When Interior Secretary Ken Salazar announced a new code of ethics in the department in a 2009 press conference, he proclaimed, “There’s a new sheriff in town,” specifically naming the Interior’s relationship with the oil and gas business as his chief target.

It was clear why. A series of rotten business dealings between Interior officials and industry members have emerged over the past several years.

Lax oversight of the royalty-in-kind program has reportedly shorted taxpayers tens of millions of dollars in federal minerals royalties. A scandal of lurid behavior between industry members and employees at the former Minerals Management Service’s Lakewood, Colo., office shined a spotlight on Interior in 2008, and some critics argue that lax oversight by the same agency may have contributed to the BP Gulf oil spill disaster.

Now, the Project On Government Oversight is pressuring Interior to apply Salazar’s higher ethical standard to a long-standing allegation of preferential treatment and retaliatory actions at the Bureau of Land Management’s Casper field office.

“Unless the department holds employees accountable for violating the public trust, it cannot cultivate a culture that deters misconduct,” POGO’s executive director Danielle Brian wrote in a March 2 letter to Salazar and BLM director Bob Abbey.

According to federal investigative documents, former BLM Casper field office manager James Murkin admitted, “I goofed,” and “Not my finest hour, I screwed this one up.”

Murkin allegedly failed to report his close friendship with the owner of McMurry Ready-Mix, whose name was redacted from the federal reports. POGO and the Casper Star-Tribune identified the businessman as William N. “Neil” McMurry. McMurry, now in his 80s, is well-known throughout the Rockies for his success in construction as well as the oil and gas industry. He and his son, Mick McMurry, played key roles in unlocking one of the biggest onshore gas fields, the Jonah field in western Wyoming. The McMurry family amassed great wealth in Wyoming and has been one of Wyoming’s biggest philanthropists through the McMurry Foundation.

Over a period of several years, McMurry allegedly treated Murkin to many dinners, according to the report. Murkin failed to prepay for $916.55 worth of materials from McMurry Ready-Mix — a violation of BLM ethics rules. Murkin also failed to detail the extent of his relationship and dealings with McMurry on required financial disclosure forms.

Murkin was also accused of ignoring an unsubstantiated charge that McMurry Ready-Mix frequently trespassed onto public property to remove an estimated $388,000 worth of sand and gravel for a housing development project north of Casper. Murkin was also accused of skirting BLM protocol while he advocated a proposed BLM land swap with McMurry.

The allegations were made by at least one former BLM Casper field office employee who insisted that the friendship between Murkin and McMurry resulted in preferential treatment.

It remains unclear whether McMurry actually benefited from his close relationship with Murkin. The Eagle Creek Land Exchange, which would have transferred 30 acres of McMurry’s private, river-access property for 2,000 acres of BLM property, was eventually dropped.

Despite what appears to be an admission of wrongdoing by Murkin in the 2009 Interior Inspector General report, he never faced formal reprimand from the Interior, according to POGO, and the Wyoming U.S. Attorney’s Office declined to act on the report. In other words, Murkin had done nothing requiring corrective action in the eyes of the Interior or the law. In fact, Murkin was eventually promoted to deputy director of BLM’s National Landscape Conservation System and Community Partnerships.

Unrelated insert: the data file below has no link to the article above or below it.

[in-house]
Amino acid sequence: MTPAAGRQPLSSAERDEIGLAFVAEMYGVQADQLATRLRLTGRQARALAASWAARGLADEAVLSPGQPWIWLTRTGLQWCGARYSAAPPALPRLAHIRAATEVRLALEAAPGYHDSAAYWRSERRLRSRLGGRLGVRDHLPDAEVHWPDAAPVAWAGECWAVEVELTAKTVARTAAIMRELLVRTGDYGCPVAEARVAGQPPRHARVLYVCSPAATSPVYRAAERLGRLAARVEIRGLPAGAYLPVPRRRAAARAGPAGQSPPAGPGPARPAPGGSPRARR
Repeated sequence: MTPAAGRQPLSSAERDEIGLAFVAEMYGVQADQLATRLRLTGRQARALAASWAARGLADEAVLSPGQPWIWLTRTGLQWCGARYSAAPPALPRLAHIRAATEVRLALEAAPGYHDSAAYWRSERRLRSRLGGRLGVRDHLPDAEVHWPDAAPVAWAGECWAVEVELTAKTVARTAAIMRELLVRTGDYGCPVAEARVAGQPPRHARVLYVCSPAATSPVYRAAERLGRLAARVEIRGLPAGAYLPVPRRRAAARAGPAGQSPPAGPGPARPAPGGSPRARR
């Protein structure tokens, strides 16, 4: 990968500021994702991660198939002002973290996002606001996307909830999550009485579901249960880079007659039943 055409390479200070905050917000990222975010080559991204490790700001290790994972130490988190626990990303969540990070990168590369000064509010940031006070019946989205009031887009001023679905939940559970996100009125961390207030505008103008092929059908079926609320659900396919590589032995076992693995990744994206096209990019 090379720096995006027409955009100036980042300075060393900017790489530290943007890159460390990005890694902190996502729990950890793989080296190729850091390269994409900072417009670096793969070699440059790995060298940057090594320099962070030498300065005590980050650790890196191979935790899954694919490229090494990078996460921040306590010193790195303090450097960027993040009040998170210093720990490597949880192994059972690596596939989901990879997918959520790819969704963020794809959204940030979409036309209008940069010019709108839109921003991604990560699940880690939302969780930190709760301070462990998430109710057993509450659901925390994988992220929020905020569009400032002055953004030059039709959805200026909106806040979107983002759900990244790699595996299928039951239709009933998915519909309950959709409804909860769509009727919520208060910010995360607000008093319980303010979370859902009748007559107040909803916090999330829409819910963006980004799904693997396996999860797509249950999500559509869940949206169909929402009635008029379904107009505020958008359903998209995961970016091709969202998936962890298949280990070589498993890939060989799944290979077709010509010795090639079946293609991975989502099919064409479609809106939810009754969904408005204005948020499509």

BLM officials say Murkin is no longer a federal employee. However, POGO insists Interior can, and must, revisit the case in order to resolve what was apparently a distressing situation among employees within the BLM Casper field office for many years.

“We believe that there are still problems there and that Interior should ensure that there is ethical conduct and that there aren’t other improper relationships, friendships or other employment that compromises the public interest,” POGO investigator Mandy Smithberger told WyoFile.

Given the serious nature of the Interior’s own findings in the case, and Salazar’s still-fresh promise of higher ethical standards, it seems reasonable for Interior to explain in more detail what action it has taken (or will take) to ensure such behavior doesn’t continue at the BLM Casper field office.

But don’t expect apologies from McMurry for allegedly wining-and-dining the federal employee who oversaw several aspects of his concrete and gravel business. Wyoming is essentially a small town where the lines between friendship and government oversight are sometimes as fuzzy as a grizzly’s tail. And even when the hobnobbery does stink to high-heaven, it is still revered by some for the sport of it. It’s important to note that businessmen such as McMurry are under no obligation — short of actual bribery — to abstain from wining-and-dining or otherwise trying to curry favor from public servants.

As for any federal employee who would reward such flattery, however, there is no admiration.

Contact Dustin Bleizeffer at 307-577-6069 or dustin@wyofile.com.

Dustin Bleizeffer

Dustin Bleizeffer is a Report for America Corps member covering energy and climate at WyoFile. He has worked as a coal miner, an oilfield mechanic, and for 22 years as a statewide reporter and editor primarily...

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